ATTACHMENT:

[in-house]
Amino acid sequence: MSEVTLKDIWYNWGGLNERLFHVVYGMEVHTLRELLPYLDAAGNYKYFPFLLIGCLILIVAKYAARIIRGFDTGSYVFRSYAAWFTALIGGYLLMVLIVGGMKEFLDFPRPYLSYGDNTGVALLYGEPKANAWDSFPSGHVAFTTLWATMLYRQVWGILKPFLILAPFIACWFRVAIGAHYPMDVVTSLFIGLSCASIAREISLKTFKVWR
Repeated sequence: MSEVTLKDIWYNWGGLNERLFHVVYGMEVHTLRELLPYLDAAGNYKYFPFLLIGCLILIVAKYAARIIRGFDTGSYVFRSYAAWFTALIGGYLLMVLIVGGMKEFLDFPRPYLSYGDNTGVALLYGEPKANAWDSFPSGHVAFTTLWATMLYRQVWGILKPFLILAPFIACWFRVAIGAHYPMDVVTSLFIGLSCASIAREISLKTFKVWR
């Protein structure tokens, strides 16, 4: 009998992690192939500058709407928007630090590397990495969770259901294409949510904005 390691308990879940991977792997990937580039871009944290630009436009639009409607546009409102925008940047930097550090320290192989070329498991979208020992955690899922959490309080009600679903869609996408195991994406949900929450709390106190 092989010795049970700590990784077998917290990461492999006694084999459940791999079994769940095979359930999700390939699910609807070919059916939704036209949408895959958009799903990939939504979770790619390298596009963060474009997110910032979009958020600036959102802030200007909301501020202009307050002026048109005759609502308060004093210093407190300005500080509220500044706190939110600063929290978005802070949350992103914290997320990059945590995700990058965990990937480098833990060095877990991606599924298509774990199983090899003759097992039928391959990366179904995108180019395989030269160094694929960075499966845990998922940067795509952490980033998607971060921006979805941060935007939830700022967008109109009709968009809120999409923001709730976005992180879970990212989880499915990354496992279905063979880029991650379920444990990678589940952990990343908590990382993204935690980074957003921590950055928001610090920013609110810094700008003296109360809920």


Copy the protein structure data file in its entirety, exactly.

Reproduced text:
[in-house]
Amino acid sequence: MSEVTLKDIWYNWGGLNERLFHVVYGMEVHTLRELLPYLDAAGNYKYFPFLLIGCLILIVAKYAARIIRGFDTGSYVFRSYAAWFTALIGGYLLMVLIVGGMKEFLDFPRPYLSYGDNTGVALLYGEPKANAWDSFPSGHVAFTTLWATMLYRQVWGILKPFLILAPFIACWFRVAIGAHYPMDVVTSLFIGLSCASIAREISLKTFKVWR
Repeated sequence: MSEVTLKDIWYNWGGLNERLFHVVYGMEVHTLRELLPYLDAAGNYKYFPFLLIGCLILIVAKYAARIIRGFDTGSYVFRSYAAWFTALIGGYLLMVLIVGGMKEFLDFPRPYLSYGDNTGVALLYGEPKANAWDSFPSGHVAFTTLWATMLYRQVWGILKPFLILAPFIACWFRVAIGAHYPMDVVTSLFIGLSCASIAREISLKTFKVWR
């Protein structure tokens, strides 16, 4: 009998992690192939500058709407928007630090590397990495969770259901294409949510904005 390691308990879940991977792997990937580039871009944290630009436009639009409607546009409102925008940047930097550090320290192989070329498991979208020992955690899922959490309080009600679903869609996408195991994406949900929450709390106190 092989010795049970700590990784077998917290990461492999006694084999459940791999079994769940095979359930999700390939699910609807070919059916939704036209949408895959958009799903990939939504979770790619390298596009963060474009997110910032979009958020600036959102802030200007909301501020202009307050002026048109005759609502308060004093210093407190300005500080509220500044706190939110600063929290978005802070949350992103914290997320990059945590995700990058965990990937480098833990060095877990991606599924298509774990199983090899003759097992039928391959990366179904995108180019395989030269160094694929960075499966845990998922940067795509952490980033998607971060921006979805941060935007939830700022967008109109009709968009809120999409923001709730976005992180879970990212989880499915990354496992279905063979880029991650379920444990990678589940952990990343908590990382993204935690980074957003921590950055928001610090920013609110810094700008003296109360809920």